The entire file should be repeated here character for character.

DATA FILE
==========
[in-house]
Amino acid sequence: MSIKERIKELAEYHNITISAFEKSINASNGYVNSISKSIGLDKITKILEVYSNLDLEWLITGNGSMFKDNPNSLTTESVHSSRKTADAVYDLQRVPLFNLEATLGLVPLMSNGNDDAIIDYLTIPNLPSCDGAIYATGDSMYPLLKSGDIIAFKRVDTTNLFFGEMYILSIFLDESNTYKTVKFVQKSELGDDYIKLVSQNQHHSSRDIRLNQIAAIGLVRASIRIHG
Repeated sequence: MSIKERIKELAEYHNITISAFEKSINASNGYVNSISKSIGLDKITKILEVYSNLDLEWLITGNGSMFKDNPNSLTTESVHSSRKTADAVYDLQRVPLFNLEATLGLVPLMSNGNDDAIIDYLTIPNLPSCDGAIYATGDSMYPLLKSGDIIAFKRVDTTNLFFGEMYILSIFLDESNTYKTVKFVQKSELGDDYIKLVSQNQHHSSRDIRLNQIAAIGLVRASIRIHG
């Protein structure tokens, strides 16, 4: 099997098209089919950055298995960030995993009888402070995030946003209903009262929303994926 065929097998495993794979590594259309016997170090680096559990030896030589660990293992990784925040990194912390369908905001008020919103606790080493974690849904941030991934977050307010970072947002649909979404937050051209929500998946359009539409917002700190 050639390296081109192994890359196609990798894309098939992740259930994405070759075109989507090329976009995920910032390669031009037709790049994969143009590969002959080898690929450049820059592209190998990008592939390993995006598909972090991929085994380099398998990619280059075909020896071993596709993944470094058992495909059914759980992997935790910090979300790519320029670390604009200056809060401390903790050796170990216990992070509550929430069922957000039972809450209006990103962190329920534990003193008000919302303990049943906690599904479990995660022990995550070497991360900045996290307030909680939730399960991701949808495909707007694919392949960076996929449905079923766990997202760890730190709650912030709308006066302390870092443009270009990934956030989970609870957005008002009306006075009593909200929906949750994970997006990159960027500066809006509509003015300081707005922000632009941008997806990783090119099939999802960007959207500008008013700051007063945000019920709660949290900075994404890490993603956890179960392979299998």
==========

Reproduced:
[in-house]
Amino acid sequence: MSIKERIKELAEYHNITISAFEKSINASNGYVNSISKSIGLDKITKILEVYSNLDLEWLITGNGSMFKDNPNSLTTESVHSSRKTADAVYDLQRVPLFNLEATLGLVPLMSNGNDDAIIDYLTIPNLPSCDGAIYATGDSMYPLLKSGDIIAFKRVDTTNLFFGEMYILSIFLDESNTYKTVKFVQKSELGDDYIKLVSQNQHHSSRDIRLNQIAAIGLVRASIRIHG
Repeated sequence: MSIKERIKELAEYHNITISAFEKSINASNGYVNSISKSIGLDKITKILEVYSNLDLEWLITGNGSMFKDNPNSLTTESVHSSRKTADAVYDLQRVPLFNLEATLGLVPLMSNGNDDAIIDYLTIPNLPSCDGAIYATGDSMYPLLKSGDIIAFKRVDTTNLFFGEMYILSIFLDESNTYKTVKFVQKSELGDDYIKLVSQNQHHSSRDIRLNQIAAIGLVRASIRIHG
């Protein structure tokens, strides 16, 4: 099997098209089919950055298995960030995993009888402070995030946003209903009262929303994926 065929097998495993794979590594259309016997170090680096559990030896030589660990293992990784925040990194912390369908905001008020919103606790080493974690849904941030991934977050307010970072947002649909979404937050051209929500998946359009539409917002700190 050639390296081109192994890359196609990798894309098939992740259930994405070759075109989507090329976009995920910032390669031009037709790049994969143009590969002959080898690929450049820059592209190998990008592939390993995006598909972090991929085994380099398998990619280059075909020896071993596709993944470094058992495909059914759980992997935790910090979300790519320029670390604009200056809060401390903790050796170990216990992070509550929430069922957000039972809450209006990103962190329920534990003193008000919302303990049943906690599904479990995660022990995550070497991360900045996290307030909680939730399960991701949808495909707007694919392949960076996929449905079923766990997202760890730190709650912030709308006066302390870092443009270009990934956030989970609870957005008002009306006075009593909200929906949750994970997006990159960027500066809006509509003015300081707005922000632009941008997806990783090119099939999802960007959207500008008013700051007063945000019920709660949290900075994404890490993603956890179960392979299998």